"My little sister loves playing soccer with her friends the most."
Well, if you were to take out をする, then you'd also need to take out the nominaliser の too. But I think the sentence you'd end up with would have quite a different meaning...
- 友だち = friends
- サッカー = soccer (US) / football (non-US)
- サッカーをするの = playing soccer
友だちとサッカー = "friends and soccer"
友だちとサッカーをするの = "playing soccer with friends"
Here's what the full sentence is like without をするの...
"My little sister likes her friends and soccer the most."
I don't know whether it even makes sense in Japanese to say いちばん好きです about two things instead of one. It might be okay though.(?)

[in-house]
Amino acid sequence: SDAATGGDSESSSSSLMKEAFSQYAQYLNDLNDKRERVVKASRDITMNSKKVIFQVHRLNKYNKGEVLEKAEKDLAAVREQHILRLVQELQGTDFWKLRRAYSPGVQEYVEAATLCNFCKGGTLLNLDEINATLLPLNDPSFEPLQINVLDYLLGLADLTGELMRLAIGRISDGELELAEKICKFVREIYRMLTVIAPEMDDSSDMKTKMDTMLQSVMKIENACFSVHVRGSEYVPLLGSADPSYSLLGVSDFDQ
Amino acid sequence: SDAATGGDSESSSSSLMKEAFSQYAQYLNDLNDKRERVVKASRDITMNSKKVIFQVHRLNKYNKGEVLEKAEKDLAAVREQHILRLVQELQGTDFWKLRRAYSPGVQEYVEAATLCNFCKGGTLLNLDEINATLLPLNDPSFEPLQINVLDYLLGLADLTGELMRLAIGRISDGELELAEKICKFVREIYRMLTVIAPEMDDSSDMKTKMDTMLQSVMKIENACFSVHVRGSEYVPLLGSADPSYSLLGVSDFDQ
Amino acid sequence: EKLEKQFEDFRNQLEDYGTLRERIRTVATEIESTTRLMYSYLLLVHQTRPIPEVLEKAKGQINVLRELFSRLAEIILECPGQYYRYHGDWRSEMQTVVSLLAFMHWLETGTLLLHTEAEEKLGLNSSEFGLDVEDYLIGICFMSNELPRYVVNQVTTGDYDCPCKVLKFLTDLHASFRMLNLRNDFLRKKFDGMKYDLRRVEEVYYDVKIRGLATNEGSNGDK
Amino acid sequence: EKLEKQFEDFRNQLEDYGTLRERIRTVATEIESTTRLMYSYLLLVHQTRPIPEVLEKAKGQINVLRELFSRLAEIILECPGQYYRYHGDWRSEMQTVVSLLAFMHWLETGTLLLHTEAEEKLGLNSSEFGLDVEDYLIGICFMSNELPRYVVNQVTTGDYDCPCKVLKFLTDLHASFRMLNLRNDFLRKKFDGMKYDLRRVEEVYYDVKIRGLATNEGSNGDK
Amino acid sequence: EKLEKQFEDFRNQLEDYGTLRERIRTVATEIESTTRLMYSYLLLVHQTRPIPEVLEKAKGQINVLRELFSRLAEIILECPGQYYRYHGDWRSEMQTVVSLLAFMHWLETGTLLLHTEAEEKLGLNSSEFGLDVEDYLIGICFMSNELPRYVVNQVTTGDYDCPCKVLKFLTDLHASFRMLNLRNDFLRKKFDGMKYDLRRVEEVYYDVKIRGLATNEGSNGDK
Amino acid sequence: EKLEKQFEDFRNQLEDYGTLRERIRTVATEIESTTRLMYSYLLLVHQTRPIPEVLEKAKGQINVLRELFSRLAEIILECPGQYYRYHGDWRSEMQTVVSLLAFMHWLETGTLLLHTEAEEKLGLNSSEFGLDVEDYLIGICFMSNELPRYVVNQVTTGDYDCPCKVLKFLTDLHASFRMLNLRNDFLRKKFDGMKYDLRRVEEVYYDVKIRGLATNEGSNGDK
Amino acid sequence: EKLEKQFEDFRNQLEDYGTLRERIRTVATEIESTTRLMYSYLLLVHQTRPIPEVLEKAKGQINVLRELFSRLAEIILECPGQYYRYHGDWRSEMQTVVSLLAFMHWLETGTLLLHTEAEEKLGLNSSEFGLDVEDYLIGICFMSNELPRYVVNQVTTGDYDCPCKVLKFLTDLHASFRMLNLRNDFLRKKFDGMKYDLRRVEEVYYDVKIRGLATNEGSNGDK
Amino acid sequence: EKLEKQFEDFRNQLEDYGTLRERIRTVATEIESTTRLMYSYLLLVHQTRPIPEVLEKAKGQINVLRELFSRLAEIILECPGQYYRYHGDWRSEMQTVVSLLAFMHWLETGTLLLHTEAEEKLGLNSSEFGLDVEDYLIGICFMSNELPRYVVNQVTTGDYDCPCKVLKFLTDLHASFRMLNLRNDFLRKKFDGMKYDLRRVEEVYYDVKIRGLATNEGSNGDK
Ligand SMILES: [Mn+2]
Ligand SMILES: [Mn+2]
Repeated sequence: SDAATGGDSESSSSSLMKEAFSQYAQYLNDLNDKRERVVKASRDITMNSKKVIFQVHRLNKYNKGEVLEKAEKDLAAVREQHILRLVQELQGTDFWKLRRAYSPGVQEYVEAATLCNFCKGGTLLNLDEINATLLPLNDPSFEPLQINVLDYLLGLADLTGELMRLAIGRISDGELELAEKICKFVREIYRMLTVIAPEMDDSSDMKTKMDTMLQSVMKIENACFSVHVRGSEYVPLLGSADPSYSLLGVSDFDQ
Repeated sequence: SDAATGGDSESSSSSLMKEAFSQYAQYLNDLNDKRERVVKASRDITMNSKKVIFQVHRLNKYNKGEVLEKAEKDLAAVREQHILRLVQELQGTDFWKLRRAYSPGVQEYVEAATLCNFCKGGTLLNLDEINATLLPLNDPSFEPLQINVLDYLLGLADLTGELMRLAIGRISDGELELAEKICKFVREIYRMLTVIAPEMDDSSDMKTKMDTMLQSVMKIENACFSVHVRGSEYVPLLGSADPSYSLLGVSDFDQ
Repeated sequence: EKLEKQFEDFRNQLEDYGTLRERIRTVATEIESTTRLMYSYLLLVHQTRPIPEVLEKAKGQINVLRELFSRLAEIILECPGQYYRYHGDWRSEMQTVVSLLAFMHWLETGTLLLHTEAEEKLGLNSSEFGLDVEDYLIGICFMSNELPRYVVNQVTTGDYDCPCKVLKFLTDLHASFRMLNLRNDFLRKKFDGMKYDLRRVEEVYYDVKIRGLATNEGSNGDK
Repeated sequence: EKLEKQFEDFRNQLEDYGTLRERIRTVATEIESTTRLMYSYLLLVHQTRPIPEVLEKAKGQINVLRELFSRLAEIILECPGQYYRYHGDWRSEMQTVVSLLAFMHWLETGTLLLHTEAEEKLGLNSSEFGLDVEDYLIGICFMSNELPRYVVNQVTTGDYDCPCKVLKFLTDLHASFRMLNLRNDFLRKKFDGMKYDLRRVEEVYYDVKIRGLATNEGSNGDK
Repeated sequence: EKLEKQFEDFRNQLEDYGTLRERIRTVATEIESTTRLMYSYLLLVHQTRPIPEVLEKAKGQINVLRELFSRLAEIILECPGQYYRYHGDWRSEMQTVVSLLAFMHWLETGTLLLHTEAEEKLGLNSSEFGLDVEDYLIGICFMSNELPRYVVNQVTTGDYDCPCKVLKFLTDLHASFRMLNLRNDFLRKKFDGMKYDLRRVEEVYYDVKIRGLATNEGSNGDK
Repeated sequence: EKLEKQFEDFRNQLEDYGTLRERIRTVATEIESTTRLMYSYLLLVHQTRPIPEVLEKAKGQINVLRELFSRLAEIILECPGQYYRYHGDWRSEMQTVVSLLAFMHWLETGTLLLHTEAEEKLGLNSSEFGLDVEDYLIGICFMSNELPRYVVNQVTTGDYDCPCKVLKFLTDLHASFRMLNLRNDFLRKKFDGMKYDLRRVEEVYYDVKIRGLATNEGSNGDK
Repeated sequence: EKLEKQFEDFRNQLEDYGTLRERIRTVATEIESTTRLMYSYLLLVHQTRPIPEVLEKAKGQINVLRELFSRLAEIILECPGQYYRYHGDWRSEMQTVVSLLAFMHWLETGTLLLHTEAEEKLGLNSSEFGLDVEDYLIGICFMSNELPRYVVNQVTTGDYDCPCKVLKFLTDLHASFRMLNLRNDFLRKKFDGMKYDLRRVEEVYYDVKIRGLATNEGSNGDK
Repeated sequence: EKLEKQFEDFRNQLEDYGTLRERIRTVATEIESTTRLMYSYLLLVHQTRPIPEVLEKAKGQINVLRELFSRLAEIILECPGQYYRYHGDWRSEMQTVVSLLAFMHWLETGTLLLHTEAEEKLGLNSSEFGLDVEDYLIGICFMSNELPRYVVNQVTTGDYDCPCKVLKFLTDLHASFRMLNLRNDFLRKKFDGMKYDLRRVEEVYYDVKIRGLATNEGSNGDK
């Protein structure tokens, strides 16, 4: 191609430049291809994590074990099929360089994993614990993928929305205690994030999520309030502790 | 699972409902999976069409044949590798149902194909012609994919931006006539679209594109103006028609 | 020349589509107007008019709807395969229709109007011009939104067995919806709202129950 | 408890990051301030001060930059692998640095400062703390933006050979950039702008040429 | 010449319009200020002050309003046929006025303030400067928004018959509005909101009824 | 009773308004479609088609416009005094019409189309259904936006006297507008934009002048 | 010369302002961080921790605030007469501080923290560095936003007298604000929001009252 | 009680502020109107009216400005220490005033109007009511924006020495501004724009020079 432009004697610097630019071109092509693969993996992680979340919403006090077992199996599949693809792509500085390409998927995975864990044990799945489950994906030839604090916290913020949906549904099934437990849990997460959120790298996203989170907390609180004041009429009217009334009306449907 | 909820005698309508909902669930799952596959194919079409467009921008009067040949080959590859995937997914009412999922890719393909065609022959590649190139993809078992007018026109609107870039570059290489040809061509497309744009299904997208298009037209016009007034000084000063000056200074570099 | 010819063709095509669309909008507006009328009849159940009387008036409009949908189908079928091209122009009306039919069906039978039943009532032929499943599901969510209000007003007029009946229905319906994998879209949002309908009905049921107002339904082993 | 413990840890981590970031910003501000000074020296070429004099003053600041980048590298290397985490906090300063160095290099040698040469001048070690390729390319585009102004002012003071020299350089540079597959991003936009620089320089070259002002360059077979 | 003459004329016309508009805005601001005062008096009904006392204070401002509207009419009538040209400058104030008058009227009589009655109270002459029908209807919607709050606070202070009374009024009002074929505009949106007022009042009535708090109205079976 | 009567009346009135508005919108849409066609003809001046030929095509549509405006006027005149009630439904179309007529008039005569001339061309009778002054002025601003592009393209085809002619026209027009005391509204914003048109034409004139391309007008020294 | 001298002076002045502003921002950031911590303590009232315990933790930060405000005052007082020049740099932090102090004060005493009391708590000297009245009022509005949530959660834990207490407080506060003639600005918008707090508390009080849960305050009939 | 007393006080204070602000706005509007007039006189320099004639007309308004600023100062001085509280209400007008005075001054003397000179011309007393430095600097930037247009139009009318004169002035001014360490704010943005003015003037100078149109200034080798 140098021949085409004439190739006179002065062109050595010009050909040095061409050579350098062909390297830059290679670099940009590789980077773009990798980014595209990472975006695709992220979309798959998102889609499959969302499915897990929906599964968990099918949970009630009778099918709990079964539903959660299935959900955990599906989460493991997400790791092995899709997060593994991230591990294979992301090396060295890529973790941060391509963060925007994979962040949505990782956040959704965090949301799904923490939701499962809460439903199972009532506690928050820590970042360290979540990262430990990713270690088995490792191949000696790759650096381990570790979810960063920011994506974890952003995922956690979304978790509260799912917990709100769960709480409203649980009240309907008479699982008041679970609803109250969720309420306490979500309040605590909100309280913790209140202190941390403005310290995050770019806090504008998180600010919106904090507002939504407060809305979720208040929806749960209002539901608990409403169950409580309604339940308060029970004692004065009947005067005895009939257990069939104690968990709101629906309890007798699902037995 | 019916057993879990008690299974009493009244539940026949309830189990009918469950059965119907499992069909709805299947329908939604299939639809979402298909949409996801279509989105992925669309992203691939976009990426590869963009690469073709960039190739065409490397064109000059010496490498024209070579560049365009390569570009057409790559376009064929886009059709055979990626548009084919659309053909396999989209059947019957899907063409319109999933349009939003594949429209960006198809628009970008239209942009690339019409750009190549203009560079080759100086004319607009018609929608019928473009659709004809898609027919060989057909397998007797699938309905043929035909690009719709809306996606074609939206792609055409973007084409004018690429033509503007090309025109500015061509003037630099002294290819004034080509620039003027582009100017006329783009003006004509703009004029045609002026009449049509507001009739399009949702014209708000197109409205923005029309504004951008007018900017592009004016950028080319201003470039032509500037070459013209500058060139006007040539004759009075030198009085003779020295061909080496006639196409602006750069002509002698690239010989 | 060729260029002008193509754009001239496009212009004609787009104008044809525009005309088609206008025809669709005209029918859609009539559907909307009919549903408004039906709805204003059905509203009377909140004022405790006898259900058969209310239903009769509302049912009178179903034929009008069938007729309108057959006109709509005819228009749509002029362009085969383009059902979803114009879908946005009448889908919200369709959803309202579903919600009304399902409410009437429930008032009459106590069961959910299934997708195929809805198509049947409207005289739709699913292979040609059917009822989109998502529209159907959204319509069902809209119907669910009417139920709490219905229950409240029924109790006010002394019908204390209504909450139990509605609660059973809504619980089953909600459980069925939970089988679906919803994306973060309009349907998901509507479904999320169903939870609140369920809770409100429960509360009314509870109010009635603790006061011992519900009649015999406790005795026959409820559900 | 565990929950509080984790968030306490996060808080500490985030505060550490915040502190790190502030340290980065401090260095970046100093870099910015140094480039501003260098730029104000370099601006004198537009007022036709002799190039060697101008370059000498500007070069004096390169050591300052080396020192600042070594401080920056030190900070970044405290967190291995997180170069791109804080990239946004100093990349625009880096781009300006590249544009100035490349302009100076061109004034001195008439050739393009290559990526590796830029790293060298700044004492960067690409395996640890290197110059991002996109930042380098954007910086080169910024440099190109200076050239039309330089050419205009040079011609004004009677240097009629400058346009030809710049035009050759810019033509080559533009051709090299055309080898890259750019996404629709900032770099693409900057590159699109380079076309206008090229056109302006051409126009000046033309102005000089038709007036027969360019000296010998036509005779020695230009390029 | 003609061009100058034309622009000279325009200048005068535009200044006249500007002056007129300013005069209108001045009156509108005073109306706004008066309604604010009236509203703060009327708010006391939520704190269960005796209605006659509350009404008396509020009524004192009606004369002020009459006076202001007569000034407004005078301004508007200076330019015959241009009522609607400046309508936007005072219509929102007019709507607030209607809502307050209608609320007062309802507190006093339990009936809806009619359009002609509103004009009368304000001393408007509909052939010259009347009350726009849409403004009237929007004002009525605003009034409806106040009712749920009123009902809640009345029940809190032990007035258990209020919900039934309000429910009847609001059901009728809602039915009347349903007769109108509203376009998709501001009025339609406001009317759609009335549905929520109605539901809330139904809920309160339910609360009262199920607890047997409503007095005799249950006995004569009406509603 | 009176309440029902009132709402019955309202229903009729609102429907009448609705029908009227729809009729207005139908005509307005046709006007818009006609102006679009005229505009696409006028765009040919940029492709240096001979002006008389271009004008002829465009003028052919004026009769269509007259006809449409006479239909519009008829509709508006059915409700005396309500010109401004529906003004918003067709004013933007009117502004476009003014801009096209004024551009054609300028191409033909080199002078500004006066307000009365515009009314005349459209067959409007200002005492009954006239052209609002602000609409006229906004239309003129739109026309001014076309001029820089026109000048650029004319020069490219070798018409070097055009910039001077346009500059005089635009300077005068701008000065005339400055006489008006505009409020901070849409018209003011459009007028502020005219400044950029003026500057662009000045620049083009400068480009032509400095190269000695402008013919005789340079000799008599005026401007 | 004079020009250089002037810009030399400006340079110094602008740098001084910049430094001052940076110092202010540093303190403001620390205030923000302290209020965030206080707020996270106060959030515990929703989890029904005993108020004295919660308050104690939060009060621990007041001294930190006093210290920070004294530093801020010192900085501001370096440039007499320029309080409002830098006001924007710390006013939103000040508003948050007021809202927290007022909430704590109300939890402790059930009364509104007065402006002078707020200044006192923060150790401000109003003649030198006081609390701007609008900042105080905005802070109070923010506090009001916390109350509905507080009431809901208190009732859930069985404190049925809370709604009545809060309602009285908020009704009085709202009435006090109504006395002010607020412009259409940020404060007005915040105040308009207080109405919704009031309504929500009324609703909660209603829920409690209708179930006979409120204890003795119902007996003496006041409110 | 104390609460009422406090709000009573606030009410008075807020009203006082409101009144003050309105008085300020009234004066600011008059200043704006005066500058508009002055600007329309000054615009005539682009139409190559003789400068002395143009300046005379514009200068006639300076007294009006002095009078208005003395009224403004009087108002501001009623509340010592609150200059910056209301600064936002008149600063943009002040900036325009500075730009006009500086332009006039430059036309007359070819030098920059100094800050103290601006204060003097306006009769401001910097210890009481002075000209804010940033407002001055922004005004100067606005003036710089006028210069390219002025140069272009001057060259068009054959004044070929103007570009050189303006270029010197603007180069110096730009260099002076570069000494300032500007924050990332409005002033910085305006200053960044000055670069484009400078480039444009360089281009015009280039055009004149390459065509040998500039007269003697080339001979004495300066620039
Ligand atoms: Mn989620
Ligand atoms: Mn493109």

I think another issue is that this doesn't say what she likes about soccer. From this sentence we can't tell if she has ever even played soccer before (and she might not want to ever play it either). What she could mean is simply that she really likes watching professional soccer matches on TV (and can thus say she like "soccer" even if she's never played it herself). ^^